Fringe Benefits



If it is anticipated that the actual amount paid to a GSA will exceed the “zero-level,” and that amount is included in the proposal budget, NIH will reduce the amount of funding by the amount included in the proposal that is in excess of the “zero-level.”

Amounts over the NIH Limitation

In some departments, the minimum pay for a GSA may be greater than the “zero-level” amount funded on an NIH award. In this case, departments have two options:

  • Charge the amount over the NIH funded amount to a non-federal funding source (e.g., department funds); or
  • If rebudgeting is authorized under the terms of the NIH Award, increase the amount charged to the NIH award via rebudgeting.


NIH may allow for rebudgeting, without their approval, to increase the amount allocated within the budget and paid to a GSA under the following conditions:

  • The amount paid to a GSA is “reasonable,” which is defined by NIH as the minimum amount (and associated benefits) set by the department for a first year Post-doc position (GSAs cannot be paid more than a Post-doc); and
  • There are sufficient funds in the NIH Award to allow for the increased payment to the GSA(s) while at the same time ensuring that the terms and objectives of the award will be completed without the need for additional funding from the NIH.

Take the following steps to determine if the NIH award allows for rebudgeting:

  • Review the terms of the NIH Award to identify any requirements for rebudgeting or other restrictions on GSA funding. If the Award is silent, then
  • Review the Program Announcement that the Award was issued under. If the Program Announcement is silent on rebudgeting or other restrictions on GSA funding, then
  • Review the NIH Grants Policy Statement (GPS) and follow the guidelines for GSAs: information on GSAs can be found in section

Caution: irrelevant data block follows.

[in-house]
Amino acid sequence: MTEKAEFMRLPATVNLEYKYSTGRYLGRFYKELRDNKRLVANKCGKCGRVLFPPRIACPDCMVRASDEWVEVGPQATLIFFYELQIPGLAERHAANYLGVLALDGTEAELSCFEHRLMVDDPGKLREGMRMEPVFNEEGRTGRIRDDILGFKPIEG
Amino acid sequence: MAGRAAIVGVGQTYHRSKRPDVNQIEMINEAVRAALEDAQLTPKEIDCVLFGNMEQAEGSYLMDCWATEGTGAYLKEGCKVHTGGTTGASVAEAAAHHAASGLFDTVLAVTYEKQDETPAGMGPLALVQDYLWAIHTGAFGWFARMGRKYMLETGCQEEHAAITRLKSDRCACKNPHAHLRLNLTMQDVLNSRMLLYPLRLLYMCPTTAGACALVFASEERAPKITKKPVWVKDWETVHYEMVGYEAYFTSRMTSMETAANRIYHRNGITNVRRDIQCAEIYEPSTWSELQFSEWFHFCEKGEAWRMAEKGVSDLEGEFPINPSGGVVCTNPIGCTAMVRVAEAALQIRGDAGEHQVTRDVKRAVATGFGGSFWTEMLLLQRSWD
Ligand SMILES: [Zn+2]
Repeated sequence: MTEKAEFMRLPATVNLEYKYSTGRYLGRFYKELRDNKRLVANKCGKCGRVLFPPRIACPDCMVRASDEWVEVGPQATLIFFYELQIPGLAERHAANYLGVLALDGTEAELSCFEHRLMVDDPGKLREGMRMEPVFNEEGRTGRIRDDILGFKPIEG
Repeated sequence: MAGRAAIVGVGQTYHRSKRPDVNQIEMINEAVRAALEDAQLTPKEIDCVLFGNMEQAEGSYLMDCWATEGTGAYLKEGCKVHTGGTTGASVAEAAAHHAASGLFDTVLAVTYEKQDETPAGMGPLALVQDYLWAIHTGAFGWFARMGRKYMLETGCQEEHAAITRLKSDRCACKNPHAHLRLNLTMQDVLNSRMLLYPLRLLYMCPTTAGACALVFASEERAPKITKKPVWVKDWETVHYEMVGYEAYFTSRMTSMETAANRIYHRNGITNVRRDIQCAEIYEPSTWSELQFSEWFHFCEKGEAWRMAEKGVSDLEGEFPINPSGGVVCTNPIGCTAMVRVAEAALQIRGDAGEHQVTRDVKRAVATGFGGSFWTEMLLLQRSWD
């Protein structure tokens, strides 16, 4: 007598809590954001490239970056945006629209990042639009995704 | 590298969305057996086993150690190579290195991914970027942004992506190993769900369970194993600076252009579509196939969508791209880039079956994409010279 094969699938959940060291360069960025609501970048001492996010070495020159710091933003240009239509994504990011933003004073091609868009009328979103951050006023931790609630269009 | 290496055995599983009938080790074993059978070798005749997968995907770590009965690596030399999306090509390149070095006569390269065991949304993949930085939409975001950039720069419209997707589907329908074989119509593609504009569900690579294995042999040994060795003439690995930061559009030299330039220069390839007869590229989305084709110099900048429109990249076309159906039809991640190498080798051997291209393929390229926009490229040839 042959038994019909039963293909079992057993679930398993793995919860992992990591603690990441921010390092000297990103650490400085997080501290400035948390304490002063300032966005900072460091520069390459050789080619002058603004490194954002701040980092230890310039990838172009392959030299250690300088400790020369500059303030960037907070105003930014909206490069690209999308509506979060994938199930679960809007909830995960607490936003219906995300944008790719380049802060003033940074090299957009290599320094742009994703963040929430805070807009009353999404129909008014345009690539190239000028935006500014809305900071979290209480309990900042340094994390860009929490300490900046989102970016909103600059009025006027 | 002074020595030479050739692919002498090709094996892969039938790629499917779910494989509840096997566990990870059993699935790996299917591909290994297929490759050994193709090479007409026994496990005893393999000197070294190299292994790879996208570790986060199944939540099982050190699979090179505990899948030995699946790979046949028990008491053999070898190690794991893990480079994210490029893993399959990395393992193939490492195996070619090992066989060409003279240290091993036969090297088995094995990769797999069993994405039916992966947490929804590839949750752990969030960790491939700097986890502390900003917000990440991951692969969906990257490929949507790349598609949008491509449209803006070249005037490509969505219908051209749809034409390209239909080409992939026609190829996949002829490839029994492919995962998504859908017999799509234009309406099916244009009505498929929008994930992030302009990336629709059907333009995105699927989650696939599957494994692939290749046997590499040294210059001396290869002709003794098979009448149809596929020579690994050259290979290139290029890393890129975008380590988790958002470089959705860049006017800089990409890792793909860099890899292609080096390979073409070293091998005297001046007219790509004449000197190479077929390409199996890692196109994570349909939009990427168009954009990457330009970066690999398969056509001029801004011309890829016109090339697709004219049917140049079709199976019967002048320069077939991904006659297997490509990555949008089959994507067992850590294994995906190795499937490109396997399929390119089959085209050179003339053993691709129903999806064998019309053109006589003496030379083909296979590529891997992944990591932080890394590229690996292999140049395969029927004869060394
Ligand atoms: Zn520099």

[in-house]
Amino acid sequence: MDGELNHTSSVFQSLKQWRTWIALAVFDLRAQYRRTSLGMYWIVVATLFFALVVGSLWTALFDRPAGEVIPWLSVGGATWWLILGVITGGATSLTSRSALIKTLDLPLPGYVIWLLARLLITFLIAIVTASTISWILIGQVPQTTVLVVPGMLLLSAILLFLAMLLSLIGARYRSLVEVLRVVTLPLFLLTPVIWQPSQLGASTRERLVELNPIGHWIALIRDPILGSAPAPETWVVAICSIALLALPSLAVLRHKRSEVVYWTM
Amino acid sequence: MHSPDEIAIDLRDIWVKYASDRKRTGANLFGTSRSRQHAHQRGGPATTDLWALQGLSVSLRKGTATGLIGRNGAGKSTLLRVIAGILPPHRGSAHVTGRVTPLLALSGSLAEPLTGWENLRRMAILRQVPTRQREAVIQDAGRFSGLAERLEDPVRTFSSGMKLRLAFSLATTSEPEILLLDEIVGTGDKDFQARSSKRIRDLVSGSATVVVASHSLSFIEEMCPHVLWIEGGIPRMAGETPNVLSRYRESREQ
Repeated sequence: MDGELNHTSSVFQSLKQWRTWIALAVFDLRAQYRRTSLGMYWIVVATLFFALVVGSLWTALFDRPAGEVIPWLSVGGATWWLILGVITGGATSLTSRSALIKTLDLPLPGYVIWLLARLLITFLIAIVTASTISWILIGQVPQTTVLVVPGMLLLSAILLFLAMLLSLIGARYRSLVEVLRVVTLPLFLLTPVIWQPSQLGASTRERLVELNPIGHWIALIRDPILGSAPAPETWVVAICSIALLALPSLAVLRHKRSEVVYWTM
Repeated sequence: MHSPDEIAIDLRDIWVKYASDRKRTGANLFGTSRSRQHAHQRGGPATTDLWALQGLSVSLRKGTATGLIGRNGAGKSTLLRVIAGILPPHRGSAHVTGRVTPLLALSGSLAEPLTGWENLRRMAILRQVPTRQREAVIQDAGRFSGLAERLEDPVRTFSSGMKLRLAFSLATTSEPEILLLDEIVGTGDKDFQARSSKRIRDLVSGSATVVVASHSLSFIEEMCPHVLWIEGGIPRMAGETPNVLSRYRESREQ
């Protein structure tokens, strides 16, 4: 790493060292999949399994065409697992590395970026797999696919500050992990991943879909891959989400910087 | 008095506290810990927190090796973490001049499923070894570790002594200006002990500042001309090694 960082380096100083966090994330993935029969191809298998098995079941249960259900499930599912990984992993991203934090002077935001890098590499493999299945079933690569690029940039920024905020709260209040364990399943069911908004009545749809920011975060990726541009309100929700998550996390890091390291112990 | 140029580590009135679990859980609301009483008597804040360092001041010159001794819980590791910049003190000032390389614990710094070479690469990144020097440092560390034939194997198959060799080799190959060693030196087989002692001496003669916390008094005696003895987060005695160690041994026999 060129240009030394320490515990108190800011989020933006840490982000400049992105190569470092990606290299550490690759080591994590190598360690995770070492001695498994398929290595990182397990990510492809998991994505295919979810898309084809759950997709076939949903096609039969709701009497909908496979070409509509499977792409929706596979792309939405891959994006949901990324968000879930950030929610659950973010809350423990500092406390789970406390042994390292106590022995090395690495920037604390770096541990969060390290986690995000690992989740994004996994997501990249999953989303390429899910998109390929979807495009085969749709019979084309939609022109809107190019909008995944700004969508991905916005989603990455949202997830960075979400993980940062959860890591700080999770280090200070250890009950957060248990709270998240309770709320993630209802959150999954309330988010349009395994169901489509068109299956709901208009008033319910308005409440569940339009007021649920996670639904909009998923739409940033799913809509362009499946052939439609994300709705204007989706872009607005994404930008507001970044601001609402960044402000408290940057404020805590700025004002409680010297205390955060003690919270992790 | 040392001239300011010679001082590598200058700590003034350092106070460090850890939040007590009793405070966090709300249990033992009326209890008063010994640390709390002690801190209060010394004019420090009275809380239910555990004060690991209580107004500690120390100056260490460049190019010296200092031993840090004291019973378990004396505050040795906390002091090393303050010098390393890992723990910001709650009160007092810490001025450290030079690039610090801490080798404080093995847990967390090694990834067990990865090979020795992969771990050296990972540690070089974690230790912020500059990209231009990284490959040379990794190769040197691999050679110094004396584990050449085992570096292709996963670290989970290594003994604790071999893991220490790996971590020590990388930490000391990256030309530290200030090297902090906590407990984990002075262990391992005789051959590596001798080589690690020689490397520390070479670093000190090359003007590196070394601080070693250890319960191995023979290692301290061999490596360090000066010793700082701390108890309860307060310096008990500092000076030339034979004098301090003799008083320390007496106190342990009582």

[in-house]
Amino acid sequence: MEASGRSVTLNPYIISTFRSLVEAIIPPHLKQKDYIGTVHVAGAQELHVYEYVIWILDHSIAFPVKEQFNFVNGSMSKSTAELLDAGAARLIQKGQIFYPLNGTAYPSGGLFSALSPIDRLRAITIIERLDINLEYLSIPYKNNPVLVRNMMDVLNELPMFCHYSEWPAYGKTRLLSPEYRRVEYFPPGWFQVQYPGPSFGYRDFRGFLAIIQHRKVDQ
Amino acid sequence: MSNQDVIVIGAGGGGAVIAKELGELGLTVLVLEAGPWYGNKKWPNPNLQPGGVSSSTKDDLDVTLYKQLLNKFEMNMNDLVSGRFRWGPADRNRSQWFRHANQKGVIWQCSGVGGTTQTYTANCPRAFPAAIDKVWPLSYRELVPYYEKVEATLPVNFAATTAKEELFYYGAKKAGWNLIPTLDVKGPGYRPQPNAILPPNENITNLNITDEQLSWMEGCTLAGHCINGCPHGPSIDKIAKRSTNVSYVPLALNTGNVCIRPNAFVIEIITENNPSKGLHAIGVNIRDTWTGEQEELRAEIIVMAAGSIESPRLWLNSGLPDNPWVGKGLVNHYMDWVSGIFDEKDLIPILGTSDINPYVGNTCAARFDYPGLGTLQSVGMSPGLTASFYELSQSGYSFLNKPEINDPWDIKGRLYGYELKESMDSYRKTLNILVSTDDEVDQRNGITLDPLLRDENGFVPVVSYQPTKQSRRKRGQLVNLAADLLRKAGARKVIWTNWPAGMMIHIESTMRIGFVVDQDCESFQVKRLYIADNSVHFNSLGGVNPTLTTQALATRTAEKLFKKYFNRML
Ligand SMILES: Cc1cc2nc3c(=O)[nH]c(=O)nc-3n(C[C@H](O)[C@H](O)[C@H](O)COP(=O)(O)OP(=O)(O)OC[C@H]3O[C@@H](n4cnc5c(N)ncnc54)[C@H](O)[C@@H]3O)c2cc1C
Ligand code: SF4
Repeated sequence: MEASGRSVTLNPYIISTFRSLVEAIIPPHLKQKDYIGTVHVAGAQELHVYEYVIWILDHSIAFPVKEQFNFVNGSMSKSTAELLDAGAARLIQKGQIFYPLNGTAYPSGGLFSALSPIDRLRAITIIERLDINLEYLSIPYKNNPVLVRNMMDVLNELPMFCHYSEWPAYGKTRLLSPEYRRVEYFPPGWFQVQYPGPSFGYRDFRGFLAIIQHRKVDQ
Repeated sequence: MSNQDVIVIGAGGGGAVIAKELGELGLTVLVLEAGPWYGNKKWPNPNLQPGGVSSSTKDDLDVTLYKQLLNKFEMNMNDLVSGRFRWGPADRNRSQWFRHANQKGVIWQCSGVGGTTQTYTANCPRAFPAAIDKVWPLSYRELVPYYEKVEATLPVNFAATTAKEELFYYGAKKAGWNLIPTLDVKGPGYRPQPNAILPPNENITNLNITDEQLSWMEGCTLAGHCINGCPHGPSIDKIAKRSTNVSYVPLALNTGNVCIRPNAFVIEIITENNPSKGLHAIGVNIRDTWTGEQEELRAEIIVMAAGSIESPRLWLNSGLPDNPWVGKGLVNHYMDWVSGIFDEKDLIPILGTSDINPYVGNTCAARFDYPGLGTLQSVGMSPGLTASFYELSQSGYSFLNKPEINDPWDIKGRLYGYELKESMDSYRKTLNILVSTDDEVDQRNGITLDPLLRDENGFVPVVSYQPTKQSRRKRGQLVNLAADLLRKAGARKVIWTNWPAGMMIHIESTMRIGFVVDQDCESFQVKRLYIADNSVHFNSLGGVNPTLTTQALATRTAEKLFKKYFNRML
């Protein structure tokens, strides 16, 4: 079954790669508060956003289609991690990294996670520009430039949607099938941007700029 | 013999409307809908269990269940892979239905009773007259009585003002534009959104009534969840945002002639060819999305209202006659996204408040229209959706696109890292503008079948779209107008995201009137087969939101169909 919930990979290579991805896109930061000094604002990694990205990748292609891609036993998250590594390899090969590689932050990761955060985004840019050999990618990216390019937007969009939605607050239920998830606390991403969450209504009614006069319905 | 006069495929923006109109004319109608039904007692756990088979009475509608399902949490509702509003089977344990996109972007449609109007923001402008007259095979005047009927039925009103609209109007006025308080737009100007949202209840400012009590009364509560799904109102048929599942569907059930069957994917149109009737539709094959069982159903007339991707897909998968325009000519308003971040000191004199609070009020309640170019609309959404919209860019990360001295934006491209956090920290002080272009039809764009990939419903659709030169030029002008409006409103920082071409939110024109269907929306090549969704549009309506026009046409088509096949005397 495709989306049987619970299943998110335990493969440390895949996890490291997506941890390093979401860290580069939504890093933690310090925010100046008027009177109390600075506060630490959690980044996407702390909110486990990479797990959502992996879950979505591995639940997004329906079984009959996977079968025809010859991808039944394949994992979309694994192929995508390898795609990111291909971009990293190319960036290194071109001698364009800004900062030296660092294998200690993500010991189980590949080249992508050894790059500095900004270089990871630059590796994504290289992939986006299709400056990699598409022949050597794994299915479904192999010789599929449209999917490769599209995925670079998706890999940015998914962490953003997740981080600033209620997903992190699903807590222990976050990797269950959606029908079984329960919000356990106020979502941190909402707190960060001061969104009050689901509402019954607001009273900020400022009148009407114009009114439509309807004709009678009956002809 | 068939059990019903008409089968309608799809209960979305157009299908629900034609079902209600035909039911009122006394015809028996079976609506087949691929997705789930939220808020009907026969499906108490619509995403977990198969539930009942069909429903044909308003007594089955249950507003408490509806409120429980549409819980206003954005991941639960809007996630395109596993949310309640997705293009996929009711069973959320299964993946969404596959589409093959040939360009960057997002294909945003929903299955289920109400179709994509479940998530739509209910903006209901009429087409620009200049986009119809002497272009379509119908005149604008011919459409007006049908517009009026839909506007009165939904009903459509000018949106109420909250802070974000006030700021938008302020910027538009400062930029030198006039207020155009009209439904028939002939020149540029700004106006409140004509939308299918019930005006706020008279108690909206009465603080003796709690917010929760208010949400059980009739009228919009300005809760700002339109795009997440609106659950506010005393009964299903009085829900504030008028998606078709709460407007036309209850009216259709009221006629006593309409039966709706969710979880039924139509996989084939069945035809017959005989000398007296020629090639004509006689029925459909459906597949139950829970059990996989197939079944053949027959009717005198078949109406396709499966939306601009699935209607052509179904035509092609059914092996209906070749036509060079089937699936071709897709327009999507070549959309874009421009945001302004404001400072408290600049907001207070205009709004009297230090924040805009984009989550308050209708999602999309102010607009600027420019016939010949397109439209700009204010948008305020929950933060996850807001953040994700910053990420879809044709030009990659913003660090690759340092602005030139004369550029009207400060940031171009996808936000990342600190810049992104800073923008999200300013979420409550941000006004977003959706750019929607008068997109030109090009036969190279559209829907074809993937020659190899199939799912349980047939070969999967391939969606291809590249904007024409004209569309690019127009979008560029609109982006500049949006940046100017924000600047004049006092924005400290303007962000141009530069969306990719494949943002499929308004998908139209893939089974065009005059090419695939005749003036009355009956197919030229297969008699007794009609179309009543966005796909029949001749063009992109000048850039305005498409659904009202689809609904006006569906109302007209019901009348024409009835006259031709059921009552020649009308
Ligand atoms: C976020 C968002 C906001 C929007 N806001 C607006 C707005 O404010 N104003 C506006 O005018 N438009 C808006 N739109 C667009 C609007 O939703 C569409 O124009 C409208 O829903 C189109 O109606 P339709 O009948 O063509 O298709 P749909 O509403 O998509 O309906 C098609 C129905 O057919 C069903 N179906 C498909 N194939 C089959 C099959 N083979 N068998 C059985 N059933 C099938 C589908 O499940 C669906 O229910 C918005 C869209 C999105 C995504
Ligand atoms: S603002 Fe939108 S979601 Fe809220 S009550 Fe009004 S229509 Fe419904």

Rebudgeting examples:

  • The amount funded by NIH for a GSA is (for example) $48,000. The department’s minimum pay for a GSA is $55,000. The award allows for rebudgeting and the department has identified $7,000 ($55,000 – $48,000) available in the award that can be allocated to a GSA. The department rebudgets $7,000 to the GSA and charges the total $55,000 to the NIH award.
  • The department budgeted for and the NIH funded one GSA for $48,000. After the award was issued, the department identified the need for another GSA. The department determined that rebudgeting was allowable and identified sufficient funds in the award to fund a second GSA without impacting the terms and objectives of the award. The department rebudgeted $48,000 for the second GSA and charged $96,000 for two GSAs to the award.

Increases in “Zero-Level” Amount

If, after an Award with GSAs has been issued, the NIH increases the “zero-level” amount, the department may increase the amount paid to the GSAs to the new level, provided there are sufficient funds in the Award to cover the increase. Departments can rebudget to allocate the necessary amount of funding to cover the increase, assuming that rebudgeting is allowable and that the terms and objectives of the award will be completed without the need for any additional funding from NIH.